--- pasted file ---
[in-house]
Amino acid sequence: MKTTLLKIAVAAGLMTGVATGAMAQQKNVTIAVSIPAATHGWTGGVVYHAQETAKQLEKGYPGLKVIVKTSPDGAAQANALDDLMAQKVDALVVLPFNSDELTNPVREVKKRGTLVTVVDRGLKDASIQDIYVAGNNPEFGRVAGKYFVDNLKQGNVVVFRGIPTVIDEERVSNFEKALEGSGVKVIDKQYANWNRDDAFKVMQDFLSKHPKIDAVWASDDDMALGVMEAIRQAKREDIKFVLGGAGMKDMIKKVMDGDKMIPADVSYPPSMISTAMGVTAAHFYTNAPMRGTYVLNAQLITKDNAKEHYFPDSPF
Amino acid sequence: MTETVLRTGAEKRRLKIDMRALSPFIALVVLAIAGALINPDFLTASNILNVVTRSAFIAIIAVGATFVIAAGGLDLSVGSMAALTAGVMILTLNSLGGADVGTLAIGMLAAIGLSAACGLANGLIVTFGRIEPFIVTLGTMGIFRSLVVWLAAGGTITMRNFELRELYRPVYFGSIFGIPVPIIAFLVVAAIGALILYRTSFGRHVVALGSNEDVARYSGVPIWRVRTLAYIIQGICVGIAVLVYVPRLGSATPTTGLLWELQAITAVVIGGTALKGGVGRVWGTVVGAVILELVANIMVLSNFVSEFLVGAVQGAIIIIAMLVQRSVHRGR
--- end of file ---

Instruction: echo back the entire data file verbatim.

[in-house]
Amino acid sequence: MKTTLLKIAVAAGLMTGVATGAMAQQKNVTIAVSIPAATHGWTGGVVYHAQETAKQLEKGYPGLKVIVKTSPDGAAQANALDDLMAQKVDALVVLPFNSDELTNPVREVKKRGTLVTVVDRGLKDASIQDIYVAGNNPEFGRVAGKYFVDNLKQGNVVVFRGIPTVIDEERVSNFEKALEGSGVKVIDKQYANWNRDDAFKVMQDFLSKHPKIDAVWASDDDMALGVMEAIRQAKREDIKFVLGGAGMKDMIKKVMDGDKMIPADVSYPPSMISTAMGVTAAHFYTNAPMRGTYVLNAQLITKDNAKEHYFPDSPF
Amino acid sequence: MTETVLRTGAEKRRLKIDMRALSPFIALVVLAIAGALINPDFLTASNILNVVTRSAFIAIIAVGATFVIAAGGLDLSVGSMAALTAGVMILTLNSLGGADVGTLAIGMLAAIGLSAACGLANGLIVTFGRIEPFIVTLGTMGIFRSLVVWLAAGGTITMRNFELRELYRPVYFGSIFGIPVPIIAFLVVAAIGALILYRTSFGRHVVALGSNEDVARYSGVPIWRVRTLAYIIQGICVGIAVLVYVPRLGSATPTTGLLWELQAITAVVIGGTALKGGVGRVWGTVVGAVILELVANIMVLSNFVSEFLVGAVQGAIIIIAMLVQRSVHRGR